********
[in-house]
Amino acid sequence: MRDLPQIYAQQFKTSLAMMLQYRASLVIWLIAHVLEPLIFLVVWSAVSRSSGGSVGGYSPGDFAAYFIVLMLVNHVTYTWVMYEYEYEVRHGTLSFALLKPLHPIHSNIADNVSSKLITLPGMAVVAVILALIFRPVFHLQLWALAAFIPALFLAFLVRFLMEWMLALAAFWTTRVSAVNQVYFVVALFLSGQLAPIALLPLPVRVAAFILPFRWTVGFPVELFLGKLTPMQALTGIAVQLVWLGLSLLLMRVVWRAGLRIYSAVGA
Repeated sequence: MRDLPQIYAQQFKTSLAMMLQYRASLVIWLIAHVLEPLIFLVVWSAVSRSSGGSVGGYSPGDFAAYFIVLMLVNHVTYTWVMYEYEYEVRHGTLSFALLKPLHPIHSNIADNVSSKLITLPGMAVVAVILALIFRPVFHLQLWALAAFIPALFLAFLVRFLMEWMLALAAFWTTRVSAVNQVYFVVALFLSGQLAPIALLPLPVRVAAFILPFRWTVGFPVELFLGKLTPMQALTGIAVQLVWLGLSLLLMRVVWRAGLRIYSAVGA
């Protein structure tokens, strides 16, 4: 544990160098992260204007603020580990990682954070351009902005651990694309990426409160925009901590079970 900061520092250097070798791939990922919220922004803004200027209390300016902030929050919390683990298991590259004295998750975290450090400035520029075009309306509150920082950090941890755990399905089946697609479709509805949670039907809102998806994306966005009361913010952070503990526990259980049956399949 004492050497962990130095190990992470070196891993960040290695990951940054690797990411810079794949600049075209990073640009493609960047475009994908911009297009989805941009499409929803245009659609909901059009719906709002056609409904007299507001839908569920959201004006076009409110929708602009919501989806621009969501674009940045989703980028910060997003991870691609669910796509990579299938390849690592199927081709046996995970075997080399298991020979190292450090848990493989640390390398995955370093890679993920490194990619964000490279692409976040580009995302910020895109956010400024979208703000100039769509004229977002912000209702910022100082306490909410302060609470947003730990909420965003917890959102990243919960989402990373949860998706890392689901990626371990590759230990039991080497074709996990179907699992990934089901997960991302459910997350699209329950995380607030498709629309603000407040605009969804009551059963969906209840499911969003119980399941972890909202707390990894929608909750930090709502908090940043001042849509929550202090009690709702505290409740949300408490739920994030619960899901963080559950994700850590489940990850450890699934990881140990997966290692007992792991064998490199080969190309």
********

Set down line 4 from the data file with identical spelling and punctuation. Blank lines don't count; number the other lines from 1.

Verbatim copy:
């Protein structure tokens, strides 16, 4: 544990160098992260204007603020580990990682954070351009902005651990694309990426409160925009901590079970 900061520092250097070798791939990922919220922004803004200027209390300016902030929050919390683990298991590259004295998750975290450090400035520029075009309306509150920082950090941890755990399905089946697609479709509805949670039907809102998806994306966005009361913010952070503990526990259980049956399949 004492050497962990130095190990992470070196891993960040290695990951940054690797990411810079794949600049075209990073640009493609960047475009994908911009297009989805941009499409929803245009659609909901059009719906709002056609409904007299507001839908569920959201004006076009409110929708602009919501989806621009969501674009940045989703980028910060997003991870691609669910796509990579299938390849690592199927081709046996995970075997080399298991020979190292450090848990493989640390390398995955370093890679993920490194990619964000490279692409976040580009995302910020895109956010400024979208703000100039769509004229977002912000209702910022100082306490909410302060609470947003730990909420965003917890959102990243919960989402990373949860998706890392689901990626371990590759230990039991080497074709996990179907699992990934089901997960991302459910997350699209329950995380607030498709629309603000407040605009969804009551059963969906209840499911969003119980399941972890909202707390990894929608909750930090709502908090940043001042849509929550202090009690709702505290409740949300408490739920994030619960899901963080559950994700850590489940990850450890699934990881140990997966290692007992792991064998490199080969190309």